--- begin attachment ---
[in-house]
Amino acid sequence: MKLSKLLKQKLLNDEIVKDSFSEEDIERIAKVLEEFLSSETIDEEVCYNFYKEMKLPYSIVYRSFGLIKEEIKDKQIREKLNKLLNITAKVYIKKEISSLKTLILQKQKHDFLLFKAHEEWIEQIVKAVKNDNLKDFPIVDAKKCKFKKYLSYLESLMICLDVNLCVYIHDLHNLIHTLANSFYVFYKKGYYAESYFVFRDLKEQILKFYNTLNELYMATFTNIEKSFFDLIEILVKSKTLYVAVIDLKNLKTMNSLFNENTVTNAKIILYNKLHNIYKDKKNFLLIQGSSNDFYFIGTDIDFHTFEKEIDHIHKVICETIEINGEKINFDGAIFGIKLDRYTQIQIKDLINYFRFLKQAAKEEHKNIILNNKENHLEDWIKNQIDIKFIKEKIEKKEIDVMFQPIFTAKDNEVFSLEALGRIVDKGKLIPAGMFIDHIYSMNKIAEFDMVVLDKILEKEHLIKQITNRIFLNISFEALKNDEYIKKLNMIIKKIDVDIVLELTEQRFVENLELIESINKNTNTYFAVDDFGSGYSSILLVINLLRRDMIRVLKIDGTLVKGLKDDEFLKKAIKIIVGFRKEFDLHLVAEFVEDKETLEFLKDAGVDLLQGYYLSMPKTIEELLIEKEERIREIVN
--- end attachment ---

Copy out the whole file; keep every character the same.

[in-house]
Amino acid sequence: MKLSKLLKQKLLNDEIVKDSFSEEDIERIAKVLEEFLSSETIDEEVCYNFYKEMKLPYSIVYRSFGLIKEEIKDKQIREKLNKLLNITAKVYIKKEISSLKTLILQKQKHDFLLFKAHEEWIEQIVKAVKNDNLKDFPIVDAKKCKFKKYLSYLESLMICLDVNLCVYIHDLHNLIHTLANSFYVFYKKGYYAESYFVFRDLKEQILKFYNTLNELYMATFTNIEKSFFDLIEILVKSKTLYVAVIDLKNLKTMNSLFNENTVTNAKIILYNKLHNIYKDKKNFLLIQGSSNDFYFIGTDIDFHTFEKEIDHIHKVICETIEINGEKINFDGAIFGIKLDRYTQIQIKDLINYFRFLKQAAKEEHKNIILNNKENHLEDWIKNQIDIKFIKEKIEKKEIDVMFQPIFTAKDNEVFSLEALGRIVDKGKLIPAGMFIDHIYSMNKIAEFDMVVLDKILEKEHLIKQITNRIFLNISFEALKNDEYIKKLNMIIKKIDVDIVLELTEQRFVENLELIESINKNTNTYFAVDDFGSGYSSILLVINLLRRDMIRVLKIDGTLVKGLKDDEFLKKAIKIIVGFRKEFDLHLVAEFVEDKETLEFLKDAGVDLLQGYYLSMPKTIEELLIEKEERIREIVN